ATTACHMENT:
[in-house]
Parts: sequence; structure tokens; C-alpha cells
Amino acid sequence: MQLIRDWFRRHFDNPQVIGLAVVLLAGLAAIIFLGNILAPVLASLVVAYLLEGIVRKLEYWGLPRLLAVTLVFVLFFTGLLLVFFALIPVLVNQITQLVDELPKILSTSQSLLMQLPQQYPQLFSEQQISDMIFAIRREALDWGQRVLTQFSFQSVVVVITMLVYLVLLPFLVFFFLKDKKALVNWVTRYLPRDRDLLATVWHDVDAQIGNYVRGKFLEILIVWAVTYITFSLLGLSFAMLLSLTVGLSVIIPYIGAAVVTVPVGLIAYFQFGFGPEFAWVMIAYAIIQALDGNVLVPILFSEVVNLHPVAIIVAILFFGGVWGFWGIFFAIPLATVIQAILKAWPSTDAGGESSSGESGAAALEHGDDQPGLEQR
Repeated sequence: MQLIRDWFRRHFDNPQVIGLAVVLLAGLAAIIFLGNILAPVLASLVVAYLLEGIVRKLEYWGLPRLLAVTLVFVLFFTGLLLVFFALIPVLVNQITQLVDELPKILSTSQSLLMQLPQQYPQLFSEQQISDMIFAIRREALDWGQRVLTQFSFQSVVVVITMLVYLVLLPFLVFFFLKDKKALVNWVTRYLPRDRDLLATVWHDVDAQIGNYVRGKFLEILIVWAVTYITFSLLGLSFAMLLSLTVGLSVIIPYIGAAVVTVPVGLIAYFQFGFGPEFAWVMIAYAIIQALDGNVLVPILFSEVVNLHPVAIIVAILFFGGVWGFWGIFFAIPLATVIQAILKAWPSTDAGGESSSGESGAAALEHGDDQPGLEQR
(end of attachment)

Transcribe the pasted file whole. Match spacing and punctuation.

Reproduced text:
[in-house]
Parts: sequence; structure tokens; C-alpha cells
Amino acid sequence: MQLIRDWFRRHFDNPQVIGLAVVLLAGLAAIIFLGNILAPVLASLVVAYLLEGIVRKLEYWGLPRLLAVTLVFVLFFTGLLLVFFALIPVLVNQITQLVDELPKILSTSQSLLMQLPQQYPQLFSEQQISDMIFAIRREALDWGQRVLTQFSFQSVVVVITMLVYLVLLPFLVFFFLKDKKALVNWVTRYLPRDRDLLATVWHDVDAQIGNYVRGKFLEILIVWAVTYITFSLLGLSFAMLLSLTVGLSVIIPYIGAAVVTVPVGLIAYFQFGFGPEFAWVMIAYAIIQALDGNVLVPILFSEVVNLHPVAIIVAILFFGGVWGFWGIFFAIPLATVIQAILKAWPSTDAGGESSSGESGAAALEHGDDQPGLEQR
Repeated sequence: MQLIRDWFRRHFDNPQVIGLAVVLLAGLAAIIFLGNILAPVLASLVVAYLLEGIVRKLEYWGLPRLLAVTLVFVLFFTGLLLVFFALIPVLVNQITQLVDELPKILSTSQSLLMQLPQQYPQLFSEQQISDMIFAIRREALDWGQRVLTQFSFQSVVVVITMLVYLVLLPFLVFFFLKDKKALVNWVTRYLPRDRDLLATVWHDVDAQIGNYVRGKFLEILIVWAVTYITFSLLGLSFAMLLSLTVGLSVIIPYIGAAVVTVPVGLIAYFQFGFGPEFAWVMIAYAIIQALDGNVLVPILFSEVVNLHPVAIIVAILFFGGVWGFWGIFFAIPLATVIQAILKAWPSTDAGGESSSGESGAAALEHGDDQPGLEQR